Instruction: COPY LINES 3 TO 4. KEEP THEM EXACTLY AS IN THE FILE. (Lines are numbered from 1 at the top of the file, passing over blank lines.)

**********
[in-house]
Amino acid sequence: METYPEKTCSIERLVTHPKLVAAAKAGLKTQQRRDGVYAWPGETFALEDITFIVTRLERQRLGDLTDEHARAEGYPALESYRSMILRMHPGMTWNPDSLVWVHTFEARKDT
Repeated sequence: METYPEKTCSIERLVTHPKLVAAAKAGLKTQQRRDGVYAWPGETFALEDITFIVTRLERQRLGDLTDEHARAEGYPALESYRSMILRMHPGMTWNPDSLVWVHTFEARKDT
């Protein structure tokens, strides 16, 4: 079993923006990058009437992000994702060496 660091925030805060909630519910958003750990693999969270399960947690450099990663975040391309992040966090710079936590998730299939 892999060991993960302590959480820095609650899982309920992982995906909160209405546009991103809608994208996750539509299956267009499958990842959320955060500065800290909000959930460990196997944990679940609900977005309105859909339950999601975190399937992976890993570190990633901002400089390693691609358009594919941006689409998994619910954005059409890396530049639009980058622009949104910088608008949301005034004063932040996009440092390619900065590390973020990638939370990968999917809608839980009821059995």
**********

Repeated sequence: METYPEKTCSIERLVTHPKLVAAAKAGLKTQQRRDGVYAWPGETFALEDITFIVTRLERQRLGDLTDEHARAEGYPALESYRSMILRMHPGMTWNPDSLVWVHTFEARKDT
């Protein structure tokens, strides 16, 4: 079993923006990058009437992000994702060496 660091925030805060909630519910958003750990693999969270399960947690450099990663975040391309992040966090710079936590998730299939 892999060991993960302590959480820095609650899982309920992982995906909160209405546009991103809608994208996750539509299956267009499958990842959320955060500065800290909000959930460990196997944990679940609900977005309105859909339950999601975190399937992976890993570190990633901002400089390693691609358009594919941006689409998994619910954005059409890396530049639009980058622009949104910088608008949301005034004063932040996009440092390619900065590390973020990638939370990968999917809608839980009821059995």